diet & genes: take two

August 12, 2009

In June I wrote about the impact of evolution and migration patterns on diet.  The post came after I attended an event at the Science Museum called “Moving Genes,” and it featured Dr. Mark Thomas, professor of Evolutionary Genetics at University College London.

Whenever I write about someone, I like to send them a link to the post; and I was delighted when Dr. Thomas replied right away.  He attached a couple of relevant scientific papers, which admittedly gave me a minor headache as it has been quite a while since university.  He also very kindly let me know that I had misquoted him!

Now, I actually love it when I’m wrong; because it means I’ll learn something, and in this case it also meant I’d have another post for you.  We agreed to talk the following week to clear things up.

I wish I had hours and hours to speak with Dr. Thomas; his subject matter is so interesting to me it almost makes me want to go back to school.  I’ll try to sum up our conversation:

The human species

In comparison to other species, our biological difference are mostly skin deep.  The operative word here is “mostly”, which I had left out of my previous post.

We all share a common ancestor that lived around 2,500 years ago.  It’s possible that some or many of us do not carry any genes that were inherited from this common ancestor.

If we go back 4,000 years, everybody that was alive was either a common ancestor of everybody alive today or not an ancestor of anybody alive today.  I had to read that one several times, and I’m still not sure what it means.  Dr. Thomas clarified that it’s these points that many geneticists found hard to understand – not the general information I had related earlier.

Milk tolerance

As I learned during out call, just one word can throw off an entire scientific conclusion.  Dr. Thomas corrected my previous assertion about the digestibility of milk amongst Europeans: some of them have only been able to digest milk for 7,000-8,000 years.

During times of drought and famine, populations that had access to cow’s milk – and could digest the sugar in milk – could ride out crop failure by drinking this (relatively) uncontaminated fluid.  Therefore, these groups would survive and reproduce whereas others could not.

Frugivorous origins?

As I mentioned before, I’ve been reading Dr. Douglas Graham’s 80 10 10 Diet – an intriguing read that makes a good case for how humans are designed to obtain the majority of our calories from fruit.  Dr. Thomas said that the best evidence for a frugivorous past is the color receptors in our eyes.  The majority of mammals have two receptors, whereas we and many of our primate cousins have three – the better to identify fruit with.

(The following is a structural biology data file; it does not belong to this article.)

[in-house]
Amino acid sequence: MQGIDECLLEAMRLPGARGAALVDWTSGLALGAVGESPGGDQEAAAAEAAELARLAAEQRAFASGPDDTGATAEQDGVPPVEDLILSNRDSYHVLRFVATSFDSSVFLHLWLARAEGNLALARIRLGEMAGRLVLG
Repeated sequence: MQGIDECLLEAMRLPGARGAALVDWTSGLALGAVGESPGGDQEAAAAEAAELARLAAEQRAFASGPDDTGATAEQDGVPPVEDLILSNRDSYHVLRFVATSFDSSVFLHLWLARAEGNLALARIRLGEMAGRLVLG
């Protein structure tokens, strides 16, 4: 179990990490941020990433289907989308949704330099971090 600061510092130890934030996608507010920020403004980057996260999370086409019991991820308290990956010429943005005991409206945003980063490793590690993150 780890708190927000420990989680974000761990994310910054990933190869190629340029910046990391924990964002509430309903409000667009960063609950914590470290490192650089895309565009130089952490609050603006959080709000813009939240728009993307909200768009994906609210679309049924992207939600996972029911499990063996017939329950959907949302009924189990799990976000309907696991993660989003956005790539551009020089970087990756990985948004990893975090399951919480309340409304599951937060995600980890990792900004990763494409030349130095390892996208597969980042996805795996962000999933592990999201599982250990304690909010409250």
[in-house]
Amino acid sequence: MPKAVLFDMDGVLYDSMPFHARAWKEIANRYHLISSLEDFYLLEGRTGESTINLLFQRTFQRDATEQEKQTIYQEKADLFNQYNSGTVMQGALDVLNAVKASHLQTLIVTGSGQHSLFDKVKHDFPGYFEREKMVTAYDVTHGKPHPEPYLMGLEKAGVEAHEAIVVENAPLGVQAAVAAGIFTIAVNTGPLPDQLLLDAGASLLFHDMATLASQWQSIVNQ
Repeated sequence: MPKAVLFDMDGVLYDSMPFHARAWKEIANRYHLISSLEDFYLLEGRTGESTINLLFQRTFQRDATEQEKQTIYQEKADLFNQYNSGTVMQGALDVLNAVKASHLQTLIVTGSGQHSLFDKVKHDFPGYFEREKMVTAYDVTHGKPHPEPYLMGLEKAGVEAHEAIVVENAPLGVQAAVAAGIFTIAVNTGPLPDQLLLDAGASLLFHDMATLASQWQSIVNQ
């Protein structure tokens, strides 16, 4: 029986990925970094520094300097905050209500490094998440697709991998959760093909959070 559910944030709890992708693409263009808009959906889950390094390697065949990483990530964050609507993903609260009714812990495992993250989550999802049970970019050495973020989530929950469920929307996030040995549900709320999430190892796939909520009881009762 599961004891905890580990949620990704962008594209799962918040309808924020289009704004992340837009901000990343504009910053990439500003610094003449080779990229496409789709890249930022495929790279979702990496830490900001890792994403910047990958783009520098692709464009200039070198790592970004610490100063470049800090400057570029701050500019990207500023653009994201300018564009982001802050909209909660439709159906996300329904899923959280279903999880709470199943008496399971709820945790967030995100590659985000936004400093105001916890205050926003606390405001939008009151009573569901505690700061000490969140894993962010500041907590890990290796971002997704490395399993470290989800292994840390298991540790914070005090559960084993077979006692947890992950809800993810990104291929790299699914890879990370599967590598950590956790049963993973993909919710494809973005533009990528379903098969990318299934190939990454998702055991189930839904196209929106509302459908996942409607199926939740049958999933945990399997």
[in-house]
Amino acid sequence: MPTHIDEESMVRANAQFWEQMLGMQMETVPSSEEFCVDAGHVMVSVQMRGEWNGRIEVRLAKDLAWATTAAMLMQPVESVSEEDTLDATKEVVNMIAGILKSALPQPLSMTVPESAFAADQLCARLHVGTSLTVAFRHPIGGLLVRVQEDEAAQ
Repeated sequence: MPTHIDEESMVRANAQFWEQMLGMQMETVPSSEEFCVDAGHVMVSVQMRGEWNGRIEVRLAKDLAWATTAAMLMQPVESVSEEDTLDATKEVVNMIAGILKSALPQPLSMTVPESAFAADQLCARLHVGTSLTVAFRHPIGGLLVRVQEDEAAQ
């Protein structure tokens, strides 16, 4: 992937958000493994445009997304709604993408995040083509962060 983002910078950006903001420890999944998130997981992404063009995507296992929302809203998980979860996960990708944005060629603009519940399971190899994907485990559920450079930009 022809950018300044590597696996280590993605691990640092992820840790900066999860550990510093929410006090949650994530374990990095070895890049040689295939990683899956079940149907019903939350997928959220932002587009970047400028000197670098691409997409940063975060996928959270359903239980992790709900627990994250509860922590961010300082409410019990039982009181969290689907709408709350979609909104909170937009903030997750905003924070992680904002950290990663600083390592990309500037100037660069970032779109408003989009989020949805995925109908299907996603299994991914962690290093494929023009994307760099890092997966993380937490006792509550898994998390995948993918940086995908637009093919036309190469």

Meat heads

Again, a clarification:  Populations who ate meat must have had a major advantage, and we can measure this by looking at their genes.

Dr. Thomas says:  “Our brains could not have evolved to be so big unless we had a high-quality diet with a high meat component.  Big brains are just too energetically expensive to maintain without rich food.”  However, he adds that we would have started out as scavengers, not hunters, until we developed tools 2.5 – 1.5 million years ago.

I was in error when I stated, “our brains would not have evolved had we remained at the hunter-gatherer stage.”  Actually, we’ve all been at this stage our entire history up to 10,000 years ago.

I learned a great deal during our call and was of course curious about Dr. Thomas’ vegetarian origins.  He said he went veggie at two-and-a-half years old when he saw his mother plucking a chicken and made the connection between the bird and his dinner.  He says, quite candidly, that he simply finds the idea of eating poultry and seafood disgusting.

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  1. Jess August 17, 2009 at 22:19


  2. green ink August 13, 2009 at 09:46

    Make knowledge your weapon. I like it! :)

  3. Jess August 13, 2009 at 06:46

    Thanks, Debbie! Interesting indeed. I need to look into this area more. Hope all is well.

  4. dhawhee August 13, 2009 at 00:57

    interesting stuff. a friend of mine, Tim White, a biological anthropologist at berkeley, is best known for his theory that meat eating is what helped to create folds in human brains. vegetarians can’t stand him. :)

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